English VI.

Debate of March 14, 1895.

Question: "Resolved, That General Booth's employment system, as outlined in 'Darkest England,' ought to be applied to New York City."

Brief for the Affirmative.W. B. MOULTON and R. C. RINGWALT.

Best general references: In Darkest England and the Way Out; Herbert Mills, Poverty and the State; F. G. Peabody in Forum XII, 751 (Feb. 1892) and XVII, 52 (Jan. 1894); Rev. of Rev. II, 492 (Nov. 1890); New Review VII, 493 (Oct. 1892); Nineteenth Cent. XXIX, 73 (Jan. 1891); West. Rev. Vol. 135, p. 429 (Apr. 1891); Quart. Jour. Econ. V, 1 (Oct. 1890).

I. The condition of New York urgently demands an extensive scheme for the relief of the unemployed: C. C. Closson in Quart. Jour. Econ. VIII, 175 (Jan. 1894).


II. This demand can best be met by applying the scheme of General Booth which is for a system of colonization consisting of - (1) Home shelters. - (2) Farm colonies. - (3) Emigration colonies: In Darkest England, Part II, Chap. 1, Sec. 2.

III. The scheme of General Booth is scientific. - (a) Rebuilds character. - (b) Takes away temptation. - (c) Protects the community by - (1) Isolating the unfit. - (d) Decreases vagrancy: Quart. Jour. Econ. V, 14. - (e) Reverses the tide from cities. - (f) Discriminates between the deserving and undeserving. - (g) Diminishes promiscuous charity.

IV. It is practical. - (a) It has been successful as far as applied in England: Forum XII, 762. - (b) Its principles have long been in use in Germany: Quart. Jour. Econ. V, 6-22. - (c) It is the cheapest method of caring for vagrants: Forum XVII, 75.

V. It is easily adaptable to New York. (a) The conditions of New York and London are similar. - (b) The plan has already had some application there. - (1) Home shelters have been established. - (2) An industrial farm was operated 1874-1888 at Plainfield, N. J.: Forum, XVII, 58.- (3) The principle of deportation has had the best results in the work of the Children's Aid Society.

Brief for the Negative.E. S. PAGE and WM. M. TROTTER.

Best general references: Wm. Booth, Darkest England; Church Quar. Review, XXXII, 223-247; Contemporary Review, LX, 253-261 (Aug. 1891); LXII, 59 (July, 1892); Forum, XV, 753-766 (Aug. 1893); J. A. Riis, How Other Half Lives; Quar. Jour. Econ. VI, 63-65 (July 1892).

I. The whole scheme is adapted to but a small portion of the needy, viz: the homeless. - (a) Applicable to unencumbered individuals and not to families: Contemp. Rev. Vol. 67, p. 64 (July 1892). - (b) Class of homeless unemployed not large for so great a scheme: Riis, How Other Half Lives, 89; Contemp. Rev. Vol. 62, p. 64; Forum XV, 760.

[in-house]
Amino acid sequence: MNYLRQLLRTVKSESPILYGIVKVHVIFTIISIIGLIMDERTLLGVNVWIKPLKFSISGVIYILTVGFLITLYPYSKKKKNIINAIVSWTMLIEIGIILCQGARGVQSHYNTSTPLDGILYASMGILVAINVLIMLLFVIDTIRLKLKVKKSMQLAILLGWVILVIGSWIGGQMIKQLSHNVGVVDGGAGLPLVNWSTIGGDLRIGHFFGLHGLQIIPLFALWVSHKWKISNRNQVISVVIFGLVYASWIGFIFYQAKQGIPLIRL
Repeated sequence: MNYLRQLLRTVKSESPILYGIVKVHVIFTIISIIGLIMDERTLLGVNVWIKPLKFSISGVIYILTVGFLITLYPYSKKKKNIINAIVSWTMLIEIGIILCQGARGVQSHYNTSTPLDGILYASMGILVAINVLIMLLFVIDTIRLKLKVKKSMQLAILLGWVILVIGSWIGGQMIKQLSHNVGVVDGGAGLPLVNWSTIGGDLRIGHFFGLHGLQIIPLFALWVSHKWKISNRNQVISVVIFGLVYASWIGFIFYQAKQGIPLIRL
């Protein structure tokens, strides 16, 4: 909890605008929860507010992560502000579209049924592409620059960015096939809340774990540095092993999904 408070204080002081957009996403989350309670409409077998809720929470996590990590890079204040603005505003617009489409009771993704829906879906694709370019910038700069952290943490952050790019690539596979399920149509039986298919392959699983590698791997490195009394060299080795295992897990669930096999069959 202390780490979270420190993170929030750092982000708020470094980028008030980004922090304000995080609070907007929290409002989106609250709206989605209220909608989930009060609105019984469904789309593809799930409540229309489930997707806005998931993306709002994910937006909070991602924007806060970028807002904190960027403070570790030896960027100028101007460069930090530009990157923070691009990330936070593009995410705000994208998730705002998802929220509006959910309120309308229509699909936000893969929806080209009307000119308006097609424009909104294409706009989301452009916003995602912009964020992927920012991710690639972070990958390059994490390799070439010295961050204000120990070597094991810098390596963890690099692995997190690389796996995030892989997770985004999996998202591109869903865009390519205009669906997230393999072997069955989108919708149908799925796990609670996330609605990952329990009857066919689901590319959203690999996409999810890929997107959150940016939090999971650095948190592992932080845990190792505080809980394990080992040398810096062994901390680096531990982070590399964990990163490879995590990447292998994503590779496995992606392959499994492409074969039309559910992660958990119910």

II. The scheme is objectionable even for the homeless. - (a) The City Colony is objectionable. - (1) "Shelters" encourage vagrancy and dissolution of family ties by wife - desertion: Contemp - Rev. 62, p. 65-66, 70; Riis, p. 82. - (2) "Elevators" attract but few of them. - (x) Laziness: Forum 16, p. 754-5; Contemp. Rev. 60, p. 253.- (3) Occupants become willingly dependent on charity: Contemp. Rev. 62, p. 75-76. - (4) Labor bureaus of but slight advantage. - (x) Employers distrust applicants. - (y) Salvation sympathizers discriminate against other workmen: Contemp. Rev. 62 p. 71-2. - (5) "Salvage Brigade" no field for work in New York: Riis, p. 50. - (b) The Farm Colony is objectionable. - (1) But few patronize farm for any length of time or (w) Few to come from "Elevators." - (x)Dislike farm work. - (y) Lack of city allurements: Forum 12, p. 757-8; Riis, p. 133-4, 175. - (z) Stigma of being one of "unfit" and known object of charity. - (2) Objectionable for colonists. - (x)Willing dependent on charity: Contemp. Rev. 62 p. 76. - (y) "Colony bummers;" Forum 12 p. 758: Quar. J. Econ. VI, p. 464. - (z) As a class discriminated against by outside employers on leaving. - (3) Lower wages in neighborhood of colony. - (4) Industrial village will be unsuccessful. - (x) Dependent on uncollectable city refuse. - (5) Cooperative farms always have failed. - (x) Brook farm experiment, etc. - (c) The Oversea or Out-west Colony is objectionable. - (1) Difficult to procure suitable land. - (2) Few "farm" graduates wishing to go to the borders of civilization. - (3) Success of those who go is dubious. - (d) Farm colonies exceedingly hard to manage. - (e) Salvation Army officers have not unusual executive ability of this sort and have too little knowledge of social problems to manage well a large social scheme: Contemp: Rev. 62, p. 59.